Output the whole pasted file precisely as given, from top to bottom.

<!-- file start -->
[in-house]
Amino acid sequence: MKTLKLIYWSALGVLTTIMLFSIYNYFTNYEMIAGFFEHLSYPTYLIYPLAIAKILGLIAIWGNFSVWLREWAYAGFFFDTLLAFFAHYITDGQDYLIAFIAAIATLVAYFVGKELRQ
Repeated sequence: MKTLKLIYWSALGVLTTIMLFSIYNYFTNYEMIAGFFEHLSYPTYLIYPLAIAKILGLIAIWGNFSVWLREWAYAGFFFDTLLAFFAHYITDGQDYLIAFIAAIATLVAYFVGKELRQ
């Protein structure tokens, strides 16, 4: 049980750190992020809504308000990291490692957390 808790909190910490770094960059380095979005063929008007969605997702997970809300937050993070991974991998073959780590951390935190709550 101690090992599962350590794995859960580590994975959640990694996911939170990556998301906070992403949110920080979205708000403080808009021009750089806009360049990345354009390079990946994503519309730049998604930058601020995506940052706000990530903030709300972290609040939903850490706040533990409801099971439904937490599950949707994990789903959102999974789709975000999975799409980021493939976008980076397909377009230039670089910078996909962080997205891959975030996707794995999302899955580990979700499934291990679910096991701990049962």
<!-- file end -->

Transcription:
[in-house]
Amino acid sequence: MKTLKLIYWSALGVLTTIMLFSIYNYFTNYEMIAGFFEHLSYPTYLIYPLAIAKILGLIAIWGNFSVWLREWAYAGFFFDTLLAFFAHYITDGQDYLIAFIAAIATLVAYFVGKELRQ
Repeated sequence: MKTLKLIYWSALGVLTTIMLFSIYNYFTNYEMIAGFFEHLSYPTYLIYPLAIAKILGLIAIWGNFSVWLREWAYAGFFFDTLLAFFAHYITDGQDYLIAFIAAIATLVAYFVGKELRQ
């Protein structure tokens, strides 16, 4: 049980750190992020809504308000990291490692957390 808790909190910490770094960059380095979005063929008007969605997702997970809300937050993070991974991998073959780590951390935190709550 101690090992599962350590794995859960580590994975959640990694996911939170990556998301906070992403949110920080979205708000403080808009021009750089806009360049990345354009390079990946994503519309730049998604930058601020995506940052706000990530903030709300972290609040939903850490706040533990409801099971439904937490599950949707994990789903959102999974789709975000999975799409980021493939976008980076397909377009230039670089910078996909962080997205891959975030996707794995999302899955580990979700499934291990679910096991701990049962």